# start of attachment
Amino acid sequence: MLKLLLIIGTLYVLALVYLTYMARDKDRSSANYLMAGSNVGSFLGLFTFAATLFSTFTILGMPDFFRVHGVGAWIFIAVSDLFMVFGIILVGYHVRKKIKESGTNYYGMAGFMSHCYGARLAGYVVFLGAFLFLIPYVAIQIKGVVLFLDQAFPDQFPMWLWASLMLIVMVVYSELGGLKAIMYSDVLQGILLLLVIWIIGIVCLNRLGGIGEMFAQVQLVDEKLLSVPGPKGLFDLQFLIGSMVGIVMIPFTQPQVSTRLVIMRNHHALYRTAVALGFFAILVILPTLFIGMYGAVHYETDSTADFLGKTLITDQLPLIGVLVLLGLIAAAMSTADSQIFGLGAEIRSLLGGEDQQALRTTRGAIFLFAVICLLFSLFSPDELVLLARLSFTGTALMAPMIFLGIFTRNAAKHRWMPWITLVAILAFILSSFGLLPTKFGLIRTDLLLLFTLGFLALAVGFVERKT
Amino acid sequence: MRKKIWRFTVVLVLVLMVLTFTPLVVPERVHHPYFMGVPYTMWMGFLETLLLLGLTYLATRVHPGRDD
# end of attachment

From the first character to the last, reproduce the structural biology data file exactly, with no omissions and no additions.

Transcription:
Amino acid sequence: MLKLLLIIGTLYVLALVYLTYMARDKDRSSANYLMAGSNVGSFLGLFTFAATLFSTFTILGMPDFFRVHGVGAWIFIAVSDLFMVFGIILVGYHVRKKIKESGTNYYGMAGFMSHCYGARLAGYVVFLGAFLFLIPYVAIQIKGVVLFLDQAFPDQFPMWLWASLMLIVMVVYSELGGLKAIMYSDVLQGILLLLVIWIIGIVCLNRLGGIGEMFAQVQLVDEKLLSVPGPKGLFDLQFLIGSMVGIVMIPFTQPQVSTRLVIMRNHHALYRTAVALGFFAILVILPTLFIGMYGAVHYETDSTADFLGKTLITDQLPLIGVLVLLGLIAAAMSTADSQIFGLGAEIRSLLGGEDQQALRTTRGAIFLFAVICLLFSLFSPDELVLLARLSFTGTALMAPMIFLGIFTRNAAKHRWMPWITLVAILAFILSSFGLLPTKFGLIRTDLLLLFTLGFLALAVGFVERKT
Amino acid sequence: MRKKIWRFTVVLVLVLMVLTFTPLVVPERVHHPYFMGVPYTMWMGFLETLLLLGLTYLATRVHPGRDD